The use of environment variables in our Rails applications can become cumbersome, especially with larger applications. Thankfully theFigaro gem helps simplify this. In this article we will show you how to use Figaro to simplify the configuration for your application. Let's get started.

Rails Application Setup

The first thing we must do is add the Figaro gem to our gemfile. Open up your gemfile now and add in the code listed below.


gem 'figaro'

Now run a bundle install to install the gem.

Terminal Commands:

bundle install

Now we must tell figaro to install itself. Figaro will create a new file in your config folder called application.yml. In addition, figaro will add an entry to the .gitignore file to tell git that we wish to exclude application.yml from git. Run the command below to install figaro now.

Terminal Commands:

bundle exec figaro install

Great, now if you open up config/application.yml you'll see a bunch of sample settings. You can define settings globally or on a per environment basis. Let's do this now. Let's move oursecret_key_base to our config/application.yml. Modify your application.yml file so that it looks like the code listed below. Note: while it's okay to use the values for an example application, do not use the values listed here for your production machine. Instead use the rake secret to generate unique values for each environment.


  secret_key_base: fcfcb34e7d5bd30d905e9f11944bd4b1037851ad0f2fa8b91bdda366dc4341017a6124debf4c2cff1e3ffd4945c4a911a91c7c1fa75951fac52278c41219123f

  secret_key_base: 413e9c3a2598f6afc8e1d18be6de8ae0228de9a669f62131d8a4cbb9ca42576676f13aa5f76194c1eab0e7f78c22f82711e008d1b27a0c379018612c3214e824

Now let's modify the secrets.yml to use figaro to load the configuration values. There are two ways of doing this. We can either use ENV['secret_key_base'] or we can use the figaro provided Figaro.env.secret_key_base. It is recommended you use Figaro.env over ENV as Figaro.env can be easily stubbed and unstubbed for testing purposes. Open up your config/secrets.yml file now and add in the code listed below.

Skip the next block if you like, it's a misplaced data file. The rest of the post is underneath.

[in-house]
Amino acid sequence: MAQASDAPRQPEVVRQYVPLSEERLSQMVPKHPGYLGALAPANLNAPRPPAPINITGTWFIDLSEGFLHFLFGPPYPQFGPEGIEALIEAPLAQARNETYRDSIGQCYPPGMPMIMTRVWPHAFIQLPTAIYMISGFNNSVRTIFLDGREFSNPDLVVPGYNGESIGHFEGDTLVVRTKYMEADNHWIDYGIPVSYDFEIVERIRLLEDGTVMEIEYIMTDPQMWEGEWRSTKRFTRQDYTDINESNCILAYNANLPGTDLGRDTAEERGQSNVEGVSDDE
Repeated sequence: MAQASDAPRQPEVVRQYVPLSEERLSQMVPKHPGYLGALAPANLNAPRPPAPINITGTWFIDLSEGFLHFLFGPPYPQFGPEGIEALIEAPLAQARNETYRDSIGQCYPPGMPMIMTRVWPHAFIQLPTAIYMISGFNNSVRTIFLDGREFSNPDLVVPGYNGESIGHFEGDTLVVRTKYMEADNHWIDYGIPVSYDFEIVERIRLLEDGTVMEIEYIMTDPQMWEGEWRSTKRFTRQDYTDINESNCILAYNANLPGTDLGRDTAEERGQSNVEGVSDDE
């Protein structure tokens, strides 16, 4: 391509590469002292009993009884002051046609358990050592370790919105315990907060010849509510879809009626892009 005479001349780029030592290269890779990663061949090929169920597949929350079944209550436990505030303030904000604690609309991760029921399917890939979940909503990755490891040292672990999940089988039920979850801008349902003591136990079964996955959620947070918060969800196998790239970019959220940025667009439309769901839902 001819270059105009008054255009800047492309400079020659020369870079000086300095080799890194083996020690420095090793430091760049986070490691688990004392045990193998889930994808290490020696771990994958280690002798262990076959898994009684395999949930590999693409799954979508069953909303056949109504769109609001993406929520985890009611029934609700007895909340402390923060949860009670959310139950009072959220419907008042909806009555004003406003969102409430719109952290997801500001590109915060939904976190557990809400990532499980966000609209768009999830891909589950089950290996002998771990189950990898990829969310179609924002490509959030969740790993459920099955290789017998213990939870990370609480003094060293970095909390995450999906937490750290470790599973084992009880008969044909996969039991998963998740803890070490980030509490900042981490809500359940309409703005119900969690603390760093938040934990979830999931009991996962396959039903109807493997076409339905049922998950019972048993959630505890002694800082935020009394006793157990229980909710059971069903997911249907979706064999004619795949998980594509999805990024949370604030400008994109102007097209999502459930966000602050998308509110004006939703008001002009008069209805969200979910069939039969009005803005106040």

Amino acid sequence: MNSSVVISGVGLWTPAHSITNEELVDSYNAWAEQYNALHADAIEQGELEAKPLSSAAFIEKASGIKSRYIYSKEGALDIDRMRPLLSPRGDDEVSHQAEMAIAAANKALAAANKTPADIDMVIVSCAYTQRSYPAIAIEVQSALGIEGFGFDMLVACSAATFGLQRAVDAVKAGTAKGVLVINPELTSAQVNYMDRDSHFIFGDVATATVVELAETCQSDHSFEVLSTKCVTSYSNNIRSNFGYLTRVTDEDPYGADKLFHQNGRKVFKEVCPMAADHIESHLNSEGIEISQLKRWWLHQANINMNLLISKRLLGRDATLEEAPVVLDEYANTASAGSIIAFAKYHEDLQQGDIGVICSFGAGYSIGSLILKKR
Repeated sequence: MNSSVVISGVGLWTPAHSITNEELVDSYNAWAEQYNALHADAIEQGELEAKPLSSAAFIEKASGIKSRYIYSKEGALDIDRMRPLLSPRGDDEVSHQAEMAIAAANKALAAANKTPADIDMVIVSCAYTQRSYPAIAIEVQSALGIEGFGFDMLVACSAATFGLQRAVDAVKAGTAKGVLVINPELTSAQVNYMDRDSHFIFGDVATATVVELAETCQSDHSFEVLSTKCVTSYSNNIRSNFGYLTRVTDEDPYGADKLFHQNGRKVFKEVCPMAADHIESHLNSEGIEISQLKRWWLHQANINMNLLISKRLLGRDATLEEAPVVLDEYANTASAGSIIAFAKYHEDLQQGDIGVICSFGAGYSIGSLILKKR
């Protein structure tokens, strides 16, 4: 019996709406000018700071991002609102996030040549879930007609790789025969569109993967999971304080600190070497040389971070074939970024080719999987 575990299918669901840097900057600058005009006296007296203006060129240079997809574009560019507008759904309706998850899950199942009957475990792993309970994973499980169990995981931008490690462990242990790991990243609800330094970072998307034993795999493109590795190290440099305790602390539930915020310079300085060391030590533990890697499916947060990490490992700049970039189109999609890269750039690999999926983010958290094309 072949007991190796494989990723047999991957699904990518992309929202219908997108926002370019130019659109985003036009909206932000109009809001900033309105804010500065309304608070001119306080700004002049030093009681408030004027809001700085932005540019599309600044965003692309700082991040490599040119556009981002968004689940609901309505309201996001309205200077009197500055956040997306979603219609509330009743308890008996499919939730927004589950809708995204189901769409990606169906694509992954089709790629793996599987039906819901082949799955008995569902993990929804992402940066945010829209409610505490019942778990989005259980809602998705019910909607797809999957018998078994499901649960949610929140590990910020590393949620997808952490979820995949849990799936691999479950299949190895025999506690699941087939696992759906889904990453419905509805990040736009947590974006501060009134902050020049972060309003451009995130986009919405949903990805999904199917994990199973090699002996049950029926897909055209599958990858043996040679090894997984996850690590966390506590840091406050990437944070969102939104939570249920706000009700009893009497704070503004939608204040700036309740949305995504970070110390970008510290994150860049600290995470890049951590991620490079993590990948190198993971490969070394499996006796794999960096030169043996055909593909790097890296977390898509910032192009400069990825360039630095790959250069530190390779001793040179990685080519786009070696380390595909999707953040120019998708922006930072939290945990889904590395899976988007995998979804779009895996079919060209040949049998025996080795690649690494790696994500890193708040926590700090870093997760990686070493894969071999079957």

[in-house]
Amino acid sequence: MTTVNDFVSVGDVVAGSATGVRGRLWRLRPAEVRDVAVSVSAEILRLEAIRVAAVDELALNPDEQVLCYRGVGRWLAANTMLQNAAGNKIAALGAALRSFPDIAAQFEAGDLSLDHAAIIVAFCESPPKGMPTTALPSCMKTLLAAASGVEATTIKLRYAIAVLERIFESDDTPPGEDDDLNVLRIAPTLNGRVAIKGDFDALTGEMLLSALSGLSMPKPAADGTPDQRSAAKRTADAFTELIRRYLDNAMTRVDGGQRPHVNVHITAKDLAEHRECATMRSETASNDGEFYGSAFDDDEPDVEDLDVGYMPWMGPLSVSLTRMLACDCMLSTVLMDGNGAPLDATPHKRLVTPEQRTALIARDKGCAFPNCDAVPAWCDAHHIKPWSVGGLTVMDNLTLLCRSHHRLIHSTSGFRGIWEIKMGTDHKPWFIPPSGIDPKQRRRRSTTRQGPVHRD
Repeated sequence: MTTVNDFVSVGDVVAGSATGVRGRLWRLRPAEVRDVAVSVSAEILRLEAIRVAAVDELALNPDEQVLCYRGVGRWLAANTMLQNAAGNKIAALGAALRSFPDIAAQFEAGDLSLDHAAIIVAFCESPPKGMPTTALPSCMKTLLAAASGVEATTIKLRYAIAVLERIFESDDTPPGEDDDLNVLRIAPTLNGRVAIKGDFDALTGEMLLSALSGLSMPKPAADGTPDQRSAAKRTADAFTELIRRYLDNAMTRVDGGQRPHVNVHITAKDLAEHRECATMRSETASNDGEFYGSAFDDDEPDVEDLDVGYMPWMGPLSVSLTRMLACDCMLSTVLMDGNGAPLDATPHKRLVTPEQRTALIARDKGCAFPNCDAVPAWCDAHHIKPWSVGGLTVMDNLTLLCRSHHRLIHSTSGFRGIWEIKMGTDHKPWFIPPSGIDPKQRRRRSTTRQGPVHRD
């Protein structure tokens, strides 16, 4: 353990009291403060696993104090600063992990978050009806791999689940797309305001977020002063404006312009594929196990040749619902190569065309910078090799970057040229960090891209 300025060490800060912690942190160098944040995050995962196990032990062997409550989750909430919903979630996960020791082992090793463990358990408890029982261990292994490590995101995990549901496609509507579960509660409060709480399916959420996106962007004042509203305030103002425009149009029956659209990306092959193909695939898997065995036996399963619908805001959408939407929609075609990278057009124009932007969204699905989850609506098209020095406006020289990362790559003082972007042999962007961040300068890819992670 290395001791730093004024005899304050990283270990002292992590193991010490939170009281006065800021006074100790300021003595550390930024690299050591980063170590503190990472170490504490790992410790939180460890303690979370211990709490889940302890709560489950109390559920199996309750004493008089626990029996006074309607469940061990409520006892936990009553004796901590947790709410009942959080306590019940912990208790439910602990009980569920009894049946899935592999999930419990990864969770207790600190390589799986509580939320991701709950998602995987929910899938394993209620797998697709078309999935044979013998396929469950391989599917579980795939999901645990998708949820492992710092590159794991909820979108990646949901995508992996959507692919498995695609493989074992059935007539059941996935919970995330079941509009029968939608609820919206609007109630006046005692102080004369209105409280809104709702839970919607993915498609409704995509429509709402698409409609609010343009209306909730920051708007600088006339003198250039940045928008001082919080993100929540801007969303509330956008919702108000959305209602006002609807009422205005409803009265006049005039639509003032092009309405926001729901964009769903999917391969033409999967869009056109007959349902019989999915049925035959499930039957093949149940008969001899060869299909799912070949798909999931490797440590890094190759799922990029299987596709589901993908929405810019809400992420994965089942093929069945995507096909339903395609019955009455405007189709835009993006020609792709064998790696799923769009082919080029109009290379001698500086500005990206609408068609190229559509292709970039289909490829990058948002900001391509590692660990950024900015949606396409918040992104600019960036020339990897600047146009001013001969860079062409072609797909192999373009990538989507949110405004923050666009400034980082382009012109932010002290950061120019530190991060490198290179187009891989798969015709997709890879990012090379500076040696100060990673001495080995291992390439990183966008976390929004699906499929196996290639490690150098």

secret_key_base: <%= Figaro.env.secret_key_base %>

  secret_key_base: <%= Figaro.env.secret_key_base %>

  secret_key_base: <%= Figaro.env.secret_key_base %>

The code above tells Rails to get the secret_key_base setting and make it accessible to the secrets.yml file. When this setting is accessed, Figaro will load the the setting from application.yml for the appropriate environment and use it. We can demonstrate this by loading up a rails console. If we start the rails console and run the command listed below, we will see that the appropriate setting gets loaded.

Rails Console:

irb(main):001:0> Rails.application.secrets.secret_key_base #=> "fcfcb34e7d5bd30d905e9f11944bd4b1037851ad0f2fa8b91bdda366dc4341017a6124debf4c2cff1e3ffd4945c4a911a91c7c1fa75951fac52278c41219123f"
irb(main):002:0> Figaro.env.secret_key_base #=> "fcfcb34e7d5bd30d905e9f11944bd4b1037851ad0f2fa8b91bdda366dc4341017a6124debf4c2cff1e3ffd4945c4a911a91c7c1fa75951fac52278c41219123f"
irb(main):003:0> ENV['secret_key_base'] # => "fcfcb34e7d5bd30d905e9f11944bd4b1037851ad0f2fa8b91bdda366dc4341017a6124debf4c2cff1e3ffd4945c4a911a91c7c1fa75951fac52278c41219123f"

You can also further see this by loading up the rails console in the test environment by running rails console testcommand:

Rails Console:

irb(main):002:0> Rails.application.secrets.secret_key_base #=> "413e9c3a2598f6afc8e1d18be6de8ae0228de9a669f62131d8a4cbb9ca42576676f13aa5f76194c1eab0e7f78c22f82711e008d1b27a0c379018612c3214e824"
irb(main):003:0> Figaro.env.secret_key_base #=> "413e9c3a2598f6afc8e1d18be6de8ae0228de9a669f62131d8a4cbb9ca42576676f13aa5f76194c1eab0e7f78c22f82711e008d1b27a0c379018612c3214e824"
irb(main):004:0> ENV['secret_key_base'] #=> "413e9c3a2598f6afc8e1d18be6de8ae0228de9a669f62131d8a4cbb9ca42576676f13aa5f76194c1eab0e7f78c22f82711e008d1b27a0c379018612c3214e824"

Required Keys

It may seem a bit redundant to use Figaro and application.yml when you have secrets.yml, but Figaro also has another feature, it allows you to make certain keys required. Calling Figaro.require_keys will instantly throw an exception if the keys specified are not present:

Rails Console:

Figaro.require_keys('this_is_a_fake_key') #=> Figaro::MissingKeys exception

We can also easily add the require keys at startup via an initializer. Create a new initializer called figaro.rb and add in the code listed below.


Figaro.require_keys [

Now if you try to start your application without the secret_key_base setting being set, figaro will throw an exception. That's it, thanks for reading!